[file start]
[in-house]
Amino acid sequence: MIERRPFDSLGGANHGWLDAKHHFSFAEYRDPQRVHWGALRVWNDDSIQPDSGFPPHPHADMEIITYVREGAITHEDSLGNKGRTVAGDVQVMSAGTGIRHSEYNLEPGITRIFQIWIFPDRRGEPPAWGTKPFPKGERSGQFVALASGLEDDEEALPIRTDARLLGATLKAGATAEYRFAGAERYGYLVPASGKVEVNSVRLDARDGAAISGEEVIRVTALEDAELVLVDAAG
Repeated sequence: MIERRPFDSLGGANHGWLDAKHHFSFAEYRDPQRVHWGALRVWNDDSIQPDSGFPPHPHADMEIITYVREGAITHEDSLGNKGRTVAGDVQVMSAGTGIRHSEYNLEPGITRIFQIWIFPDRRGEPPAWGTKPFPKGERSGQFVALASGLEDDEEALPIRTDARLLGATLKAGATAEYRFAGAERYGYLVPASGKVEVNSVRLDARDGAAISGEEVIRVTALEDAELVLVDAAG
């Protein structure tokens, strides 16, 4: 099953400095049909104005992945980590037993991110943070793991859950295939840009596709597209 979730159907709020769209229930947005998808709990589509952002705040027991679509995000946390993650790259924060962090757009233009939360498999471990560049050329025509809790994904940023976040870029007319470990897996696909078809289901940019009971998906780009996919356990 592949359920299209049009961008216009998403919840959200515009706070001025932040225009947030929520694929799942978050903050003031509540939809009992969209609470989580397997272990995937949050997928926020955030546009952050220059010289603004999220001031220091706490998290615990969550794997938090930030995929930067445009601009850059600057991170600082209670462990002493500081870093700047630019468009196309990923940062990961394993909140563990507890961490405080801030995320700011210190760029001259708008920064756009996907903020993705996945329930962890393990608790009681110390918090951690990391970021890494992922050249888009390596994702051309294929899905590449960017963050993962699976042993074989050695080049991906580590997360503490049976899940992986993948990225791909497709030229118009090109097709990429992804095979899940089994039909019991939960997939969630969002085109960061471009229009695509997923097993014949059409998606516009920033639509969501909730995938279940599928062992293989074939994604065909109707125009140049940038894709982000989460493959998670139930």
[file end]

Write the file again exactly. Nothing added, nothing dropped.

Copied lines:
[in-house]
Amino acid sequence: MIERRPFDSLGGANHGWLDAKHHFSFAEYRDPQRVHWGALRVWNDDSIQPDSGFPPHPHADMEIITYVREGAITHEDSLGNKGRTVAGDVQVMSAGTGIRHSEYNLEPGITRIFQIWIFPDRRGEPPAWGTKPFPKGERSGQFVALASGLEDDEEALPIRTDARLLGATLKAGATAEYRFAGAERYGYLVPASGKVEVNSVRLDARDGAAISGEEVIRVTALEDAELVLVDAAG
Repeated sequence: MIERRPFDSLGGANHGWLDAKHHFSFAEYRDPQRVHWGALRVWNDDSIQPDSGFPPHPHADMEIITYVREGAITHEDSLGNKGRTVAGDVQVMSAGTGIRHSEYNLEPGITRIFQIWIFPDRRGEPPAWGTKPFPKGERSGQFVALASGLEDDEEALPIRTDARLLGATLKAGATAEYRFAGAERYGYLVPASGKVEVNSVRLDARDGAAISGEEVIRVTALEDAELVLVDAAG
């Protein structure tokens, strides 16, 4: 099953400095049909104005992945980590037993991110943070793991859950295939840009596709597209 979730159907709020769209229930947005998808709990589509952002705040027991679509995000946390993650790259924060962090757009233009939360498999471990560049050329025509809790994904940023976040870029007319470990897996696909078809289901940019009971998906780009996919356990 592949359920299209049009961008216009998403919840959200515009706070001025932040225009947030929520694929799942978050903050003031509540939809009992969209609470989580397997272990995937949050997928926020955030546009952050220059010289603004999220001031220091706490998290615990969550794997938090930030995929930067445009601009850059600057991170600082209670462990002493500081870093700047630019468009196309990923940062990961394993909140563990507890961490405080801030995320700011210190760029001259708008920064756009996907903020993705996945329930962890393990608790009681110390918090951690990391970021890494992922050249888009390596994702051309294929899905590449960017963050993962699976042993074989050695080049991906580590997360503490049976899940992986993948990225791909497709030229118009090109097709990429992804095979899940089994039909019991939960997939969630969002085109960061471009229009695509997923097993014949059409998606516009920033639509969501909730995938279940599928062992293989074939994604065909109707125009140049940038894709982000989460493959998670139930």